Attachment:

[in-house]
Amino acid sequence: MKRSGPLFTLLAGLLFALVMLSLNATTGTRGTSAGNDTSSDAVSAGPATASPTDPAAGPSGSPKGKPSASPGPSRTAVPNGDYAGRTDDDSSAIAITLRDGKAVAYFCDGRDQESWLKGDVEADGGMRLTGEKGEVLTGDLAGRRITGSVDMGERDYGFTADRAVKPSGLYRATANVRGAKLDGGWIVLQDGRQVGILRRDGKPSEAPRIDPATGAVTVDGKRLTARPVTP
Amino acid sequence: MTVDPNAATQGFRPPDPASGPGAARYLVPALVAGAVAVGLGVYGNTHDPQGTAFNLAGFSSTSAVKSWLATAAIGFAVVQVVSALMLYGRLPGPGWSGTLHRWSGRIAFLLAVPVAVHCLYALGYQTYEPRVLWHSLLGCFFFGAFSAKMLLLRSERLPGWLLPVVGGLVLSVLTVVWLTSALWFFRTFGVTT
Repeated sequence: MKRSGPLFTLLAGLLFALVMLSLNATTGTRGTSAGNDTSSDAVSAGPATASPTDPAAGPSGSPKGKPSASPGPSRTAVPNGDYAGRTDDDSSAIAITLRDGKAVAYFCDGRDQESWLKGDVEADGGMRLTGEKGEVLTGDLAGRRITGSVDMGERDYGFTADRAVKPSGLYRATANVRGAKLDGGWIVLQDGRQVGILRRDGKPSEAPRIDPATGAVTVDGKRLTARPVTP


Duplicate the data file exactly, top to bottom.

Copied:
[in-house]
Amino acid sequence: MKRSGPLFTLLAGLLFALVMLSLNATTGTRGTSAGNDTSSDAVSAGPATASPTDPAAGPSGSPKGKPSASPGPSRTAVPNGDYAGRTDDDSSAIAITLRDGKAVAYFCDGRDQESWLKGDVEADGGMRLTGEKGEVLTGDLAGRRITGSVDMGERDYGFTADRAVKPSGLYRATANVRGAKLDGGWIVLQDGRQVGILRRDGKPSEAPRIDPATGAVTVDGKRLTARPVTP
Amino acid sequence: MTVDPNAATQGFRPPDPASGPGAARYLVPALVAGAVAVGLGVYGNTHDPQGTAFNLAGFSSTSAVKSWLATAAIGFAVVQVVSALMLYGRLPGPGWSGTLHRWSGRIAFLLAVPVAVHCLYALGYQTYEPRVLWHSLLGCFFFGAFSAKMLLLRSERLPGWLLPVVGGLVLSVLTVVWLTSALWFFRTFGVTT
Repeated sequence: MKRSGPLFTLLAGLLFALVMLSLNATTGTRGTSAGNDTSSDAVSAGPATASPTDPAAGPSGSPKGKPSASPGPSRTAVPNGDYAGRTDDDSSAIAITLRDGKAVAYFCDGRDQESWLKGDVEADGGMRLTGEKGEVLTGDLAGRRITGSVDMGERDYGFTADRAVKPSGLYRATANVRGAKLDGGWIVLQDGRQVGILRRDGKPSEAPRIDPATGAVTVDGKRLTARPVTP